And linking to a post about a New York City policy allowing transgendered individuals to use the public bathroom of their choice, he wrote that this is what happens “(w)hen you let the loonies run the asylum.” Other posts include comments critical of Muslims and Bernie Sanders supporters.

His comments on feminism, he said, are confronting semantics. He’s not going after women who want equal pay, voting rights and the right to own property — egalitarians, he said, but rather the group of people he says has co-opted the word in pursuit of special protections and unfair advantages.

“That’s not who I am attacking, it’s not who I’ve ever attacked,” he said. “Every time that I go after feminism, I’m going after the people who have taken that banner and abused it.”

As for the post about transgendered individuals, he said by no means do his comments reflect his views on LGBT equality, and the inclusion of films made by and for the LGBT community is a case in point. Since he’s the director of the festival, he has a say in what runs and what doesn’t, and that his actions as the festival director should matter more than what he says amounts to a little internet trolling.

click to enlarge FEST FOR ALL: A scene from Spa Night, a Sunscreen film about the gay son of Korean immigrants. - sunscreen film festival
sunscreen film festival
FEST FOR ALL: A scene from Spa Night, a Sunscreen film about the gay son of Korean immigrants.

Cenac is far from alone in being a public figure who gets called out for posting things on social media that may upset people. Before taking the reins at The Daily Show, host Trevor Noah faced tough criticism for some off-color tweets he posted years prior. Recently, baseball great and ESPN commentator Curt Schilling was fired from the network for tweeting offensive comments about transgendered individuals. In 2013, public relations professional Justine Sacco lost her job after tweeting “Going to Africa. Hope I don’t get AIDS. Just kidding. I’m white!” And so on.

Social media may be more than a decade old, but as a society, we’re still grappling with its implications within the professional realm, said Kelli Burns, a professor of public relations and mass comm at USF.

“We may have had those views in the past, but we didn’t have a bullhorn like we do today to share those views with the entire world,” Burns said. “We would share things with a few friends, but not in such a public forum.”

When you add the fact that anyone can screen-grab messages that were intended to either be private or (in the case of Snapchat) temporary, it’s practically impossible to have total privacy.“Anything that you say online could be made public,” she said. “You do have the freedom to express yourselves online, but you have to understand that it may come with some consequences.”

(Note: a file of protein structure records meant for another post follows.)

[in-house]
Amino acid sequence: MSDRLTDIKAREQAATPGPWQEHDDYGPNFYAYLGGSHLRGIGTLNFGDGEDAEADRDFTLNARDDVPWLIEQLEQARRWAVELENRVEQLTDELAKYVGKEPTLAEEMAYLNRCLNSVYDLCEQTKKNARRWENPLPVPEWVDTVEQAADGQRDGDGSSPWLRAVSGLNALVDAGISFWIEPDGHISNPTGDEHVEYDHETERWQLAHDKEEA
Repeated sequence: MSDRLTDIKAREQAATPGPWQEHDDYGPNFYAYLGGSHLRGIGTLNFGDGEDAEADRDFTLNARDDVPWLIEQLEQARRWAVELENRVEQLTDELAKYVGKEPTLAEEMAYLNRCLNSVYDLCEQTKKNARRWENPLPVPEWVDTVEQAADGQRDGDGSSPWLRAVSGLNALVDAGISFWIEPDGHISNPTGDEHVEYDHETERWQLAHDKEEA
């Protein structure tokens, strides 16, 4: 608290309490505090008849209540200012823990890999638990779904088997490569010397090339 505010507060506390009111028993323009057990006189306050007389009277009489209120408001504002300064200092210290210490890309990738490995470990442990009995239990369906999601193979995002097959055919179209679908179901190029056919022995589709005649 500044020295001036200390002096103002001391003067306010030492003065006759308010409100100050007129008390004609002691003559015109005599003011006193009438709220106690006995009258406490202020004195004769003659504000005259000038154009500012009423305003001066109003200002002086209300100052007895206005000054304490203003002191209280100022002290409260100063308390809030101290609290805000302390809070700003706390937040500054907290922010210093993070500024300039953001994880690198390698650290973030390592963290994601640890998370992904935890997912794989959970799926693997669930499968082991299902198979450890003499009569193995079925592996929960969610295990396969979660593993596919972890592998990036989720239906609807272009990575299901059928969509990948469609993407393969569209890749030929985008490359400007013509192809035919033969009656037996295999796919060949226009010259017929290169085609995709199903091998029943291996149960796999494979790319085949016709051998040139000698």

For those involved with the festival, there are mixed feelings on whether Cenac is a good fit for his position, in light of what he has said online.

Tampa-based actor Lucius Baston, a panelist at the festival, said he doesn’t mean to bash Cenac, but he doesn’t think one espousing such views should head the event.

“When you’re dealing with an air of entitlement or that no one else should be able to share the same rights, or you’re just insensitive to other people’s pain, there’s really no room for it,” he said. “The entertainment industry already has issues with inclusion as they’re moving forward to do better with it.”

Others, like Armer, the festival’s founder, say those comments are no indicator of the kind of person Cenac is and certainly don’t reflect the festival itself

.“Whatever his online persona that he chooses ... I really don’t know a lot about it,” Armer said. “I know that he’s had it. But I know that as a person, the guy that I’m friends with in real life, and not the online pseudonym, he’s a really good guy, and by no means would you consider him a racist or homophobe or any other sort of phobe.”

He said it’s important to keep in mind that regardless of what one person may express online, the festival has earned its own reputation as an important cultural event in the last decade.

“I think the festival represents itself,” he said. “It is an organization that has a bunch of people; the board of directors does a bunch of work. It’s not one of those boards that just sits back and votes on things and doesn’t do anything.”

For his part, Cenac said he can see how, even if what he wrote was pure hyperbole, his comments might turn people off. But he maintains that it’s part of a bigger conversation, and that to exclude him for his views, or the way he presents them, would not exactly reflect a spirit of tolerance.

“They’re either progressive or they’re not,” he said. “And correct me if I’m wrong, but the progressive movement, I thought, was all about diversity. The whole point is diversity.”